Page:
Asking The Right Questions

The first question which the priest and the Levite asked was: “If I stop to help this man, what will happen to me?” But… the good Samaritan reversed the question: “If I do not stop to help this man, what will happen to him?” Martin Luther King, Jr.

In my introductory Sunday school class I always begin with this premise: God welcomes our sincere questions.

I find that many people are surprised by the notion that faith and uncertainty can coexist. I think we sometimes imply that people of true faith don’t have questions. This false message squelches the expression of honest questions and creates significant guilt.

Many people avoid church because, at a crisis moment, their questions were dismissed. Death, illness, divorce, and other struggles raise questions about God’s character and presence. We cannot bring people closer to Him by marginalizing these very real doubts.

New believers especially feel that their faith is inferior because they experience doubt. I think it’s essential to clearly express our acceptance of questions if we want people to expand and deepen their personal relationship with Jesus.

However, the nature of the question determines the kind of response we receive. There are not necessarily any “wrong” questions, but some questions certainly provide much more useful answers.


Jesus was intolerant of insincere questions, especially from religious leaders.

    One day as he was teaching the people in the temple courts and preaching the gospel, the chief priests and the teachers of the law, together with the elders, came up to him. “Tell us by what authority you are doing these things,” they said. “Who gave you this authority?”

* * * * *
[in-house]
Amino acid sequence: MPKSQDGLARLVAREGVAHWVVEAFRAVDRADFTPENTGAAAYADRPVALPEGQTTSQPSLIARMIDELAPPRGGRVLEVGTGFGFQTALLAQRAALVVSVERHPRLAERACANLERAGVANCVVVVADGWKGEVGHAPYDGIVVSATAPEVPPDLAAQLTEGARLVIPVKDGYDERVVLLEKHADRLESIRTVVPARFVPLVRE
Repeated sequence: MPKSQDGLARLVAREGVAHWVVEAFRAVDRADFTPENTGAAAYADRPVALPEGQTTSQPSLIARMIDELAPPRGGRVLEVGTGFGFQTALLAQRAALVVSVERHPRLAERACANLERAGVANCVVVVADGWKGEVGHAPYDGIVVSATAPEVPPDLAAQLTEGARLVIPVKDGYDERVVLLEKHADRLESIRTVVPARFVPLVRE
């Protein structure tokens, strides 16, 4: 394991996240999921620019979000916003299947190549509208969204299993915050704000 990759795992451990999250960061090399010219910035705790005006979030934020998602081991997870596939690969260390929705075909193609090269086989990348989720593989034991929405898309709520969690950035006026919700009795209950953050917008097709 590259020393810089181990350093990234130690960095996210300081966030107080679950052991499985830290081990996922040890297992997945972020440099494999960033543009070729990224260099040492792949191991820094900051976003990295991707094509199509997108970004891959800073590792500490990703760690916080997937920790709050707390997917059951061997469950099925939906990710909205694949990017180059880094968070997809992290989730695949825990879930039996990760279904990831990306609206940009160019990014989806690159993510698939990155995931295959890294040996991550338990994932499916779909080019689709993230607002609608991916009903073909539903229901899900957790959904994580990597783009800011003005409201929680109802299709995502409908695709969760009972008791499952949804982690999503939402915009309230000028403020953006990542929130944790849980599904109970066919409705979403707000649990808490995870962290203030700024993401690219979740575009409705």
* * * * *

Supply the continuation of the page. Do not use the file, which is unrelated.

He replied, “I will also ask you a question. Tell me, John’s baptism—was it from heaven, or from men?”

    They discussed it among themselves and said, “If we say, ‘From heaven,’ he will ask, ‘Why didn’t you believe him?’ But if we say, ‘From men,’ all the people will stone us, because they are persuaded that John was a prophet.”

    So they answered, “We don’t know where it was from.”

    Jesus said, “Neither will I tell you by what authority I am doing these things.” (Luke 20: 1-8)

He recognized that they weren’t trying to understand, but that their question was designed to trap Him. To expose their evil motives, He responded with a question that they couldn’t, or wouldn’t, answer because they were afraid of the truth.

Contrast this with Jesus’ interaction with the woman at the well. She asks two different questions, and both times Jesus answers directly.

    The Samaritan woman said to him, “You are a Jew and I am a Samaritan woman. How can you ask me for a drink?” (For Jews do not associate with Samaritans.)

    Jesus answered her, “If you knew the gift of God and who it is that asks you for a drink, you would have asked him and he would have given you living water.”

    “Sir,” the woman said, “you have nothing to draw with and the well is deep. Where can you get this living water? Are you greater than our father Jacob, who gave us the well and drank from it himself, as did also his sons and his flocks and herds?”